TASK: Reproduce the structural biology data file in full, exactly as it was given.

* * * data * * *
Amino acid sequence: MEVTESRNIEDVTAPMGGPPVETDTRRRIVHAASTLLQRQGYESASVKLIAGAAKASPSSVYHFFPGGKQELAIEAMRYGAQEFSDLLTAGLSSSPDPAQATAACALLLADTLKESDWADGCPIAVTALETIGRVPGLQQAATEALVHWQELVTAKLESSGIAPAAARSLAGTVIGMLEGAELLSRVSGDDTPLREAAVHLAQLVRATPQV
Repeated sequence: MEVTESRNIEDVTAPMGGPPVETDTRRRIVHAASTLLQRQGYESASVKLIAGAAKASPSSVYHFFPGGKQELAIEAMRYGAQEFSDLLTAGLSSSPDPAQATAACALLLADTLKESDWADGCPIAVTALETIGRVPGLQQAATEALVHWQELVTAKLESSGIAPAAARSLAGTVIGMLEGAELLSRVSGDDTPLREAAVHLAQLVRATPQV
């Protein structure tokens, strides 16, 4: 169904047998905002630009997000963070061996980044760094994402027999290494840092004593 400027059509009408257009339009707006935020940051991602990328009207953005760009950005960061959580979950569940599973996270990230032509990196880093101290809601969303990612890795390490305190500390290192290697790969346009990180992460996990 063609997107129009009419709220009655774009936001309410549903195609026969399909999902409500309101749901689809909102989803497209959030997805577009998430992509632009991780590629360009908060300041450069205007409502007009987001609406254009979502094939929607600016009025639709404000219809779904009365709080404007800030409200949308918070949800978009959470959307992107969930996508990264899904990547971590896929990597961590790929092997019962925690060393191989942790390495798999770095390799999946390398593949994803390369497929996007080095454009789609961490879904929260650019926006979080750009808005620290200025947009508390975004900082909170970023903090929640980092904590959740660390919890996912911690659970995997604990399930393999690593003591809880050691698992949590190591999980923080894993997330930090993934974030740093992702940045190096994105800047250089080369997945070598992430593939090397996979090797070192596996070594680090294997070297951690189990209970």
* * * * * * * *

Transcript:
Amino acid sequence: MEVTESRNIEDVTAPMGGPPVETDTRRRIVHAASTLLQRQGYESASVKLIAGAAKASPSSVYHFFPGGKQELAIEAMRYGAQEFSDLLTAGLSSSPDPAQATAACALLLADTLKESDWADGCPIAVTALETIGRVPGLQQAATEALVHWQELVTAKLESSGIAPAAARSLAGTVIGMLEGAELLSRVSGDDTPLREAAVHLAQLVRATPQV
Repeated sequence: MEVTESRNIEDVTAPMGGPPVETDTRRRIVHAASTLLQRQGYESASVKLIAGAAKASPSSVYHFFPGGKQELAIEAMRYGAQEFSDLLTAGLSSSPDPAQATAACALLLADTLKESDWADGCPIAVTALETIGRVPGLQQAATEALVHWQELVTAKLESSGIAPAAARSLAGTVIGMLEGAELLSRVSGDDTPLREAAVHLAQLVRATPQV
């Protein structure tokens, strides 16, 4: 169904047998905002630009997000963070061996980044760094994402027999290494840092004593 400027059509009408257009339009707006935020940051991602990328009207953005760009950005960061959580979950569940599973996270990230032509990196880093101290809601969303990612890795390490305190500390290192290697790969346009990180992460996990 063609997107129009009419709220009655774009936001309410549903195609026969399909999902409500309101749901689809909102989803497209959030997805577009998430992509632009991780590629360009908060300041450069205007409502007009987001609406254009979502094939929607600016009025639709404000219809779904009365709080404007800030409200949308918070949800978009959470959307992107969930996508990264899904990547971590896929990597961590790929092997019962925690060393191989942790390495798999770095390799999946390398593949994803390369497929996007080095454009789609961490879904929260650019926006979080750009808005620290200025947009508390975004900082909170970023903090929640980092904590959740660390919890996912911690659970995997604990399930393999690593003591809880050691698992949590190591999980923080894993997330930090993934974030740093992702940045190096994105800047250089080369997945070598992430593939090397996979090797070192596996070594680090294997070297951690189990209970």